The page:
Recently I've been thinking a lot about learning analytics, big data and all those pretty pictures of social networks that people are producing in tools like Gephi and R. There's something important about this stuff. Maybe the most important thing is it is something which fascinates us, but which is also very difficult to pin down. Is this just a variety of visualised statistics? But then, statistics has the hold it does over the social sciences because it produces something like 'empirical regularity' by averaging events, and then inferences can be made from the statistical regularities (we have understood for a long time a statistical correlation between smoking and cancer, although the causal connection has only very recently been discovered). The issue for social network analysis is that there doesn't tend to be an emphasis on establishing regularities. In which case, the visualisations do not seem to be part of an empirical effort. That means it's about something else.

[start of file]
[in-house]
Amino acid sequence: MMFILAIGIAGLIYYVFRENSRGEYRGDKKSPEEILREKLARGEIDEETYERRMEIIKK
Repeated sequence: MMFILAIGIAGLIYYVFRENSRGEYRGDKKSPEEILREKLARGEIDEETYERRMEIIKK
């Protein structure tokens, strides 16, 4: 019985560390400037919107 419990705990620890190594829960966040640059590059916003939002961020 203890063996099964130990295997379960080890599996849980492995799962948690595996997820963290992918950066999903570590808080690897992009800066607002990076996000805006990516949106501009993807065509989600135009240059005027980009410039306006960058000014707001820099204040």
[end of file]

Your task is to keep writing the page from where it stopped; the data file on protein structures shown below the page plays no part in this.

In place of regularity, we have visualised 'patterns', 'clusters', etc. The identification of these leads to questions about similarities between different situations which pertain to each cluster and pattern. The Triple Helix people, for example, on looking at clusters of industry and universities, will point to the discourse dynamics in those regions and the intermixing of academic labour with industrial innovation. But I wonder what Victorian biologists would make of this as scientific procedure. They too looked at pattern and cluster (for example, on a butterfly's wing), but their efforts were to establish the regularity of occurrence of pattern, identify its genus, species, etc. Unfortunately social networks are much bigger than butterflies, and the pattern of a network tends to be a one-off. However, this is not to rule out the possibility of a typology of social networks - but I don't see it happening anywhere - certainly not in the learning analytics world (and maybe it's not a good idea!). Typologies would produce a different kind of regularity.